Data sharing statement: Datasets analyzed during the current study are available from the corresponding author on reasonable request.

Plagiarism check: Checked twice by iThenticate.

Peer review: Externally peer reviewed.



 
  References Top

1.
Jang SH, Kim SH, Kwon HG (2015) Recovery of injured cingulum in a patient with traumatic brain injury. Neural Regen Res 10:323-324.  Back to cited text no. 1
    
2.
Naidich TP, Duvernoy HM (2009) Duvernoy's atlas of the human brain stem and cerebellum: high-field MRI : surface anatomy, internal structure, vascularization and 3D sectional anatomy. Wien; New York: Springer.  Back to cited text no. 2
    
3.
Nieuwenhuys R, Voogd J, Huijzen Cv (2008) The human central nervous system, 4th Edition. New York: Springer.  Back to cited text no. 3
    
4.
Selden NR, Gitelman DR, Salamon-Murayama N, Parrish TB, Mesulam MM (1998) Trajectories of cholinergic pathways within the cerebral hemispheres of the human brain. Brain 121:2249-2257.  Back to cited text no. 4
    
5.
Seo JP, Jang SH (2013) Recovery of injured cingulum in a patient with brain injury: Diffusion tensor tractography study. Neurorehabilitation 33:257-261.  Back to cited text no. 5
    
6.
Seo JP, Jang SH (2014) Unusual neural connection between injured cingulum and brainstem in a patient with subarachnoid hemorrhage. Neural Regen Res 9:498-499.  Back to cited text no. 6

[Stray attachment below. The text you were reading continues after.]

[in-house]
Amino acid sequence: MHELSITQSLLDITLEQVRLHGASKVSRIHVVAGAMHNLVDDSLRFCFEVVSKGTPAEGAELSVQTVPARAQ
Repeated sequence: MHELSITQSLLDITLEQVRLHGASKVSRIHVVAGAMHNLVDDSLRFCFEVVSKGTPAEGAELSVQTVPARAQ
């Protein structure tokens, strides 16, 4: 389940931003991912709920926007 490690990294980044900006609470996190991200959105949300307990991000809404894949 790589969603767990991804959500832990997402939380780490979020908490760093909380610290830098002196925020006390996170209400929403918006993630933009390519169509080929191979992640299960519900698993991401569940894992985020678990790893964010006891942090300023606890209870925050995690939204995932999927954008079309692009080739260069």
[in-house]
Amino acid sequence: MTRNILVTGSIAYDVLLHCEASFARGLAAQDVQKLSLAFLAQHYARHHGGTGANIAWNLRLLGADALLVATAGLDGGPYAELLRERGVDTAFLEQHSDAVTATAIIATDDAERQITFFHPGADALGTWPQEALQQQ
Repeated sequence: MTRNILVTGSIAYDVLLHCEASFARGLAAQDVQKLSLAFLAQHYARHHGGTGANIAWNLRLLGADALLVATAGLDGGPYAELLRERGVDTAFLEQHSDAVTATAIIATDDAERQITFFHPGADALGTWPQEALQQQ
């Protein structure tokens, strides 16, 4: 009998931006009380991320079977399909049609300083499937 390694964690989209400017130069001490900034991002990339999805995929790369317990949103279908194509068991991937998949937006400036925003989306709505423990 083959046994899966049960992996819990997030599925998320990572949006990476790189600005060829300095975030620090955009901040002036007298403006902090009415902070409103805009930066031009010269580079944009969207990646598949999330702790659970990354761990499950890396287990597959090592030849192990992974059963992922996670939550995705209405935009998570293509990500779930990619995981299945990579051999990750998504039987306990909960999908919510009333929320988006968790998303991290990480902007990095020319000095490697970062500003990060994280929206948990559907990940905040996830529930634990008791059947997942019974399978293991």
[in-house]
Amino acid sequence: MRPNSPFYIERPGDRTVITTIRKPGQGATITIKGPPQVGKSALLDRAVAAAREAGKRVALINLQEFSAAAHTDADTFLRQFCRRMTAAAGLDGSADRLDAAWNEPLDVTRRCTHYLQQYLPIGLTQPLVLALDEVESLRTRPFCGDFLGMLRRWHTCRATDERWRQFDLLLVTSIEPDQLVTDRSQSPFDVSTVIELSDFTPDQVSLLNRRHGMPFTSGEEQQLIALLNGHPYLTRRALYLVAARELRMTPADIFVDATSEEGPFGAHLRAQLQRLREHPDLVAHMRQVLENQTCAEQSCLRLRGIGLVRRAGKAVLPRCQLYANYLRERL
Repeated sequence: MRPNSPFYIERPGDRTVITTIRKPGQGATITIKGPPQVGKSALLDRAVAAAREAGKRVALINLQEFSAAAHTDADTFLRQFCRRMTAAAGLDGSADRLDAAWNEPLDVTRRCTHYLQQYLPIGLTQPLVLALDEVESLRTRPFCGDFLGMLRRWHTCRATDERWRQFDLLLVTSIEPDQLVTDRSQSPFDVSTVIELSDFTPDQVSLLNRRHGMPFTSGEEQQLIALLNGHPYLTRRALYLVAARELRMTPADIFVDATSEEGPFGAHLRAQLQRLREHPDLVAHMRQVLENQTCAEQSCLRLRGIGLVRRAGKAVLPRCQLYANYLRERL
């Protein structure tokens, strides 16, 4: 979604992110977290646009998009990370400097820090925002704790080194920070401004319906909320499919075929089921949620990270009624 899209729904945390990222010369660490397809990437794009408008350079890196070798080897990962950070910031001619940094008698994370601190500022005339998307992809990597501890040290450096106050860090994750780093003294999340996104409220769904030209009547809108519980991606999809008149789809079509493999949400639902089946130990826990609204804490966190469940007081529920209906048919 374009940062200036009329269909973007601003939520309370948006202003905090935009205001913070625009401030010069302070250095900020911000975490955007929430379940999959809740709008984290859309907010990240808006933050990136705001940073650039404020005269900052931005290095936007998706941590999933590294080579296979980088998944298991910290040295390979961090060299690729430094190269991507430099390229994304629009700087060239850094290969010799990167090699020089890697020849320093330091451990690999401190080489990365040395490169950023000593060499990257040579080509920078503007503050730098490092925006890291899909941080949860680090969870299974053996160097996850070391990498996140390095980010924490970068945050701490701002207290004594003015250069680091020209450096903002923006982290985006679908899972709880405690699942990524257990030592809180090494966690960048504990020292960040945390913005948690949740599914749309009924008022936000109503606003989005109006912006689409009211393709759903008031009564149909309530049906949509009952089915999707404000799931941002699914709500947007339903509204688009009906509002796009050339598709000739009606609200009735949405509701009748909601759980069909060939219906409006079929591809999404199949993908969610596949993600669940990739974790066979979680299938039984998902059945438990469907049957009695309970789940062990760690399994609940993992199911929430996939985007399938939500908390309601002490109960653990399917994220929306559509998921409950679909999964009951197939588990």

7.
Woolf NJ, Butcher LL (1986) Cholinergic systems in the rat brain: III. Projections from the pontomesencephalic tegmentum to the thalamus, tectum, basal ganglia, and basal forebrain. Brain Res Bull 16:603-637.  Back to cited text no. 7
    
8.
Yeo SS, Chang MC, Kim SH, Son S, Jang SH (2012) Neural connection between injured cingulum and pedunculopontine nucleus in a patient with traumatic brain injury. Neurorehabilitation 31:143-146.  Back to cited text no. 8
    
9.
Yoo JS, Kim OL, Kim SH, Kim MS, Jang SH (2014) Relation between cognition and neural connection from injured cingulum to brainstem cholinergic nuclei in chronic patients with traumatic brain injury. Brain Inj 28:1257-1261.  Back to cited text no. 9
    


    Figures

  [Figure 1]


This article has been cited by
1 Degeneration of core neural tracts for emotional regulation in a patient with traumatic brain injury
Eun Bi Choi,Sung Ho Jang
Medicine. 2021; 100(4): e24319
[Pubmed] | [DOI]
2 Diffusion Tensor Tractography Studies on Injured Anterior Cingulum Recovery Mechanisms: A Mini-Review
Sung Ho Jang,Jeong Pyo Seo
Frontiers in Neurology. 2018; 9
[Pubmed] | [DOI]



 

Top
 
 
  Search
 
Similar in PUBMED
   Search Pubmed for
   Search in Google Scholar for
Access Statistics
Email Alert *
Add to My List *
* Registration required (free)

 
  In this article
References
Article Figures

 Article Access Statistics
    Viewed1231    
    Printed11    
    Emailed0    
    PDF Downloaded108    
    Comments [Add]    
    Cited by others 2    

Recommend this journal


[TAG2]
[TAG3]
[TAG4]